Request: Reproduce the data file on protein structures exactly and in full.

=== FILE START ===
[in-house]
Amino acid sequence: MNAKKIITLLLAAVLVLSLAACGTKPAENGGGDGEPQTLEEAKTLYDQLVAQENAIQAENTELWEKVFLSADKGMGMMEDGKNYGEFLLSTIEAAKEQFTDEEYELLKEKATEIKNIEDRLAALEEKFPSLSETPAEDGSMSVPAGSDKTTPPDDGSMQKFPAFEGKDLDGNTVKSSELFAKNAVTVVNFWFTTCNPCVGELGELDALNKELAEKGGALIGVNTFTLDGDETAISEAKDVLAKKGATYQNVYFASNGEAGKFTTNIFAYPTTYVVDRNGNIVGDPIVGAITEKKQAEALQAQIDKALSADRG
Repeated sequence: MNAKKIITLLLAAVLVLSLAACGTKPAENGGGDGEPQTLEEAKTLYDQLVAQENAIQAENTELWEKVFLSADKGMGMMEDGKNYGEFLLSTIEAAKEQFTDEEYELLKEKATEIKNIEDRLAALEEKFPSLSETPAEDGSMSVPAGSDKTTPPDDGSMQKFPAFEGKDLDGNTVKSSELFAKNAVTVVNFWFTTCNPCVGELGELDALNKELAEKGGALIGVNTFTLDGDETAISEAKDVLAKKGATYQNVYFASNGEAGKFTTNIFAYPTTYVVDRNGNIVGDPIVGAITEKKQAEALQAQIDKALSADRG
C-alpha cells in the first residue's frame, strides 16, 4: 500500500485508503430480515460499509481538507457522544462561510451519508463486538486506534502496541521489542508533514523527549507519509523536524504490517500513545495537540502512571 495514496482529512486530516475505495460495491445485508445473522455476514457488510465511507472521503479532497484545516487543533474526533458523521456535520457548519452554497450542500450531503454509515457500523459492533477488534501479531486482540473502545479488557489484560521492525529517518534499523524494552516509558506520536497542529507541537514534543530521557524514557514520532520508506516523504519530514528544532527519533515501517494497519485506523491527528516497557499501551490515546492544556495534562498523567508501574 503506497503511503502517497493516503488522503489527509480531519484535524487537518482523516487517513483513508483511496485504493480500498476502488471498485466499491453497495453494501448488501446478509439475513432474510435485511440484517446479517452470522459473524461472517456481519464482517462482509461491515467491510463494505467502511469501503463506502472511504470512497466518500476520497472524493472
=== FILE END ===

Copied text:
[in-house]
Amino acid sequence: MNAKKIITLLLAAVLVLSLAACGTKPAENGGGDGEPQTLEEAKTLYDQLVAQENAIQAENTELWEKVFLSADKGMGMMEDGKNYGEFLLSTIEAAKEQFTDEEYELLKEKATEIKNIEDRLAALEEKFPSLSETPAEDGSMSVPAGSDKTTPPDDGSMQKFPAFEGKDLDGNTVKSSELFAKNAVTVVNFWFTTCNPCVGELGELDALNKELAEKGGALIGVNTFTLDGDETAISEAKDVLAKKGATYQNVYFASNGEAGKFTTNIFAYPTTYVVDRNGNIVGDPIVGAITEKKQAEALQAQIDKALSADRG
Repeated sequence: MNAKKIITLLLAAVLVLSLAACGTKPAENGGGDGEPQTLEEAKTLYDQLVAQENAIQAENTELWEKVFLSADKGMGMMEDGKNYGEFLLSTIEAAKEQFTDEEYELLKEKATEIKNIEDRLAALEEKFPSLSETPAEDGSMSVPAGSDKTTPPDDGSMQKFPAFEGKDLDGNTVKSSELFAKNAVTVVNFWFTTCNPCVGELGELDALNKELAEKGGALIGVNTFTLDGDETAISEAKDVLAKKGATYQNVYFASNGEAGKFTTNIFAYPTTYVVDRNGNIVGDPIVGAITEKKQAEALQAQIDKALSADRG
C-alpha cells in the first residue's frame, strides 16, 4: 500500500485508503430480515460499509481538507457522544462561510451519508463486538486506534502496541521489542508533514523527549507519509523536524504490517500513545495537540502512571 495514496482529512486530516475505495460495491445485508445473522455476514457488510465511507472521503479532497484545516487543533474526533458523521456535520457548519452554497450542500450531503454509515457500523459492533477488534501479531486482540473502545479488557489484560521492525529517518534499523524494552516509558506520536497542529507541537514534543530521557524514557514520532520508506516523504519530514528544532527519533515501517494497519485506523491527528516497557499501551490515546492544556495534562498523567508501574 503506497503511503502517497493516503488522503489527509480531519484535524487537518482523516487517513483513508483511496485504493480500498476502488471498485466499491453497495453494501448488501446478509439475513432474510435485511440484517446479517452470522459473524461472517456481519464482517462482509461491515467491510463494505467502511469501503463506502472511504470512497466518500476520497472524493472